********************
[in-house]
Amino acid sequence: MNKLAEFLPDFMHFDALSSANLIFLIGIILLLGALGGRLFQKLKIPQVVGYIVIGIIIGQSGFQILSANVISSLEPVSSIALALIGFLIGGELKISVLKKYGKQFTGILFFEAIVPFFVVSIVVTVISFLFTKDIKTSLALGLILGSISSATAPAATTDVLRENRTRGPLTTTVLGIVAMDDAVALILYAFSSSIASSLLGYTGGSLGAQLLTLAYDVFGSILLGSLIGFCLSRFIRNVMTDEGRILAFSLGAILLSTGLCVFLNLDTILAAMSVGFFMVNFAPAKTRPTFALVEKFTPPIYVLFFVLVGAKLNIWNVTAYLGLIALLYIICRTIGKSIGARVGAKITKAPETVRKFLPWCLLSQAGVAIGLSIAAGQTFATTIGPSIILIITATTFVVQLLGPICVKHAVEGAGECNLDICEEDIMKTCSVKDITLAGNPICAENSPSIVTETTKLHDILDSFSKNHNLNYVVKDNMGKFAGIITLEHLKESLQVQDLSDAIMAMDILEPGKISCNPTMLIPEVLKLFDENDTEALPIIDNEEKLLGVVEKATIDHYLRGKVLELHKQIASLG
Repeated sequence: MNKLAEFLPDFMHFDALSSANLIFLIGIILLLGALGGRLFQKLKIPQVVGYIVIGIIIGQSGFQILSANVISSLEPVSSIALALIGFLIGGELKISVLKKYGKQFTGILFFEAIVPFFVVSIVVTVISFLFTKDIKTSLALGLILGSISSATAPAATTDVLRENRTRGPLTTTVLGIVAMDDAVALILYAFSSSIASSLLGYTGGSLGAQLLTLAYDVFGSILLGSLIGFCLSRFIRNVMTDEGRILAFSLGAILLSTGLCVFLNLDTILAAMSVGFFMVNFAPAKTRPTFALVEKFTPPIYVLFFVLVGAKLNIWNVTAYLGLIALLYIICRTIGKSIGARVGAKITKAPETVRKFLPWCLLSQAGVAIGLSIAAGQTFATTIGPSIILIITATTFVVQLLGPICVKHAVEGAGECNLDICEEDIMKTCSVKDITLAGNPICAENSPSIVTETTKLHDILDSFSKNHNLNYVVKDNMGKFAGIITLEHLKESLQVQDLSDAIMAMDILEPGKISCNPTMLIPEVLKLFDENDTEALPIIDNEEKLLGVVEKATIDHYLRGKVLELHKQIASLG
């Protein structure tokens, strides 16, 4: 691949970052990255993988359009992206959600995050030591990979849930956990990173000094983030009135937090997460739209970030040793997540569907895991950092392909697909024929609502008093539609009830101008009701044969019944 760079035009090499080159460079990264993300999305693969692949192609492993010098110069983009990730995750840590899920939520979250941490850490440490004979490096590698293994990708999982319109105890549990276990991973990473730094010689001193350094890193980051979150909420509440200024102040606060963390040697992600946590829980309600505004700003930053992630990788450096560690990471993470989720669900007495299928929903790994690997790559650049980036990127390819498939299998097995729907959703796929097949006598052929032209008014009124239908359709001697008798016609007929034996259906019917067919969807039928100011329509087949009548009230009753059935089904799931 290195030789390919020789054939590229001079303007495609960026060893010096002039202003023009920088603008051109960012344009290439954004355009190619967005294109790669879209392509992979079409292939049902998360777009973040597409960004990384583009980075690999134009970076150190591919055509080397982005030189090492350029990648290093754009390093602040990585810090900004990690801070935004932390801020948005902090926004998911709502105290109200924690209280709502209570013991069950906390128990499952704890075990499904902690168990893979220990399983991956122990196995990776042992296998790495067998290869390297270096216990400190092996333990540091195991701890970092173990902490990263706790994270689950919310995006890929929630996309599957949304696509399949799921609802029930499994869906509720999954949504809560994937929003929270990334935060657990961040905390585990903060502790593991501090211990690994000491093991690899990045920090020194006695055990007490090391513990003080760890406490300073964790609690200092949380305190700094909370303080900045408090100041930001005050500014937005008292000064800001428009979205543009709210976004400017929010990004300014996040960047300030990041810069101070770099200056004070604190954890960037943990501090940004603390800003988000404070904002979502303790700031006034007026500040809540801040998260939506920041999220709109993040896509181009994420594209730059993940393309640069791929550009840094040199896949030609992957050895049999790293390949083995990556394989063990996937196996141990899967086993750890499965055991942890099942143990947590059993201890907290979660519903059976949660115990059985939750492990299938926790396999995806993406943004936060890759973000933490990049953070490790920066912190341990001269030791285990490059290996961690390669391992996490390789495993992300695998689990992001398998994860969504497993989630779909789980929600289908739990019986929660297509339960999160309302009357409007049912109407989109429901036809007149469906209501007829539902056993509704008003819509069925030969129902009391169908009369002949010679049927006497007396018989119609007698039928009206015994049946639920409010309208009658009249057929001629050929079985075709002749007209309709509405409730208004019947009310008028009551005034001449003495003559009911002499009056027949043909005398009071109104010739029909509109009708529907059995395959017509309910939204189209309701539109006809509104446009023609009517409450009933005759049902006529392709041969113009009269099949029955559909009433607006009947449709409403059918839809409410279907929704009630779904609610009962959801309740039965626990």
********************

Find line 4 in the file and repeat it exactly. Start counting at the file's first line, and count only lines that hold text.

């Protein structure tokens, strides 16, 4: 691949970052990255993988359009992206959600995050030591990979849930956990990173000094983030009135937090997460739209970030040793997540569907895991950092392909697909024929609502008093539609009830101008009701044969019944 760079035009090499080159460079990264993300999305693969692949192609492993010098110069983009990730995750840590899920939520979250941490850490440490004979490096590698293994990708999982319109105890549990276990991973990473730094010689001193350094890193980051979150909420509440200024102040606060963390040697992600946590829980309600505004700003930053992630990788450096560690990471993470989720669900007495299928929903790994690997790559650049980036990127390819498939299998097995729907959703796929097949006598052929032209008014009124239908359709001697008798016609007929034996259906019917067919969807039928100011329509087949009548009230009753059935089904799931 290195030789390919020789054939590229001079303007495609960026060893010096002039202003023009920088603008051109960012344009290439954004355009190619967005294109790669879209392509992979079409292939049902998360777009973040597409960004990384583009980075690999134009970076150190591919055509080397982005030189090492350029990648290093754009390093602040990585810090900004990690801070935004932390801020948005902090926004998911709502105290109200924690209280709502209570013991069950906390128990499952704890075990499904902690168990893979220990399983991956122990196995990776042992296998790495067998290869390297270096216990400190092996333990540091195991701890970092173990902490990263706790994270689950919310995006890929929630996309599957949304696509399949799921609802029930499994869906509720999954949504809560994937929003929270990334935060657990961040905390585990903060502790593991501090211990690994000491093991690899990045920090020194006695055990007490090391513990003080760890406490300073964790609690200092949380305190700094909370303080900045408090100041930001005050500014937005008292000064800001428009979205543009709210976004400017929010990004300014996040960047300030990041810069101070770099200056004070604190954890960037943990501090940004603390800003988000404070904002979502303790700031006034007026500040809540801040998260939506920041999220709109993040896509181009994420594209730059993940393309640069791929550009840094040199896949030609992957050895049999790293390949083995990556394989063990996937196996141990899967086993750890499965055991942890099942143990947590059993201890907290979660519903059976949660115990059985939750492990299938926790396999995806993406943004936060890759973000933490990049953070490790920066912190341990001269030791285990490059290996961690390669391992996490390789495993992300695998689990992001398998994860969504497993989630779909789980929600289908739990019986929660297509339960999160309302009357409007049912109407989109429901036809007149469906209501007829539902056993509704008003819509069925030969129902009391169908009369002949010679049927006497007396018989119609007698039928009206015994049946639920409010309208009658009249057929001629050929079985075709002749007209309709509405409730208004019947009310008028009551005034001449003495003559009911002499009056027949043909005398009071109104010739029909509109009708529907059995395959017509309910939204189209309701539109006809509104446009023609009517409450009933005759049902006529392709041969113009009269099949029955559909009433607006009947449709409403059918839809409410279907929704009630779904609610009962959801309740039965626990």